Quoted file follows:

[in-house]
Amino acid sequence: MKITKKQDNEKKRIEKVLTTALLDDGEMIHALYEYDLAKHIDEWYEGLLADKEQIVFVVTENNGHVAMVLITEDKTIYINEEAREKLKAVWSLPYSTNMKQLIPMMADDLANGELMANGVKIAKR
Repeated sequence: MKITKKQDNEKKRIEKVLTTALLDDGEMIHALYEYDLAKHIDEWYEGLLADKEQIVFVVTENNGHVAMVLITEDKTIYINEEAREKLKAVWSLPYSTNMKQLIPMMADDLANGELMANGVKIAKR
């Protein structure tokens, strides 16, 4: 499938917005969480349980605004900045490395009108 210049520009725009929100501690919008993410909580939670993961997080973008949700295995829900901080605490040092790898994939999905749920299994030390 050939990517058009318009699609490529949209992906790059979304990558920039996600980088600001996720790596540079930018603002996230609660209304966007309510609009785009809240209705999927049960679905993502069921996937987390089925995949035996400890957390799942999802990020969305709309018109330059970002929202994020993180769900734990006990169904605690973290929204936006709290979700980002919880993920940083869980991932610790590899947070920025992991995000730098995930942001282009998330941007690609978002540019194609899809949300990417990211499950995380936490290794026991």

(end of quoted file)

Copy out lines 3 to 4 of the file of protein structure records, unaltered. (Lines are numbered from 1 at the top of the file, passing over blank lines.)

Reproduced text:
Repeated sequence: MKITKKQDNEKKRIEKVLTTALLDDGEMIHALYEYDLAKHIDEWYEGLLADKEQIVFVVTENNGHVAMVLITEDKTIYINEEAREKLKAVWSLPYSTNMKQLIPMMADDLANGELMANGVKIAKR
């Protein structure tokens, strides 16, 4: 499938917005969480349980605004900045490395009108 210049520009725009929100501690919008993410909580939670993961997080973008949700295995829900901080605490040092790898994939999905749920299994030390 050939990517058009318009699609490529949209992906790059979304990558920039996600980088600001996720790596540079930018603002996230609660209304966007309510609009785009809240209705999927049960679905993502069921996937987390089925995949035996400890957390799942999802990020969305709309018109330059970002929202994020993180769900734990006990169904605690973290929204936006709290979700980002919880993920940083869980991932610790590899947070920025992991995000730098995930942001282009998330941007690609978002540019194609899809949300990417990211499950995380936490290794026991």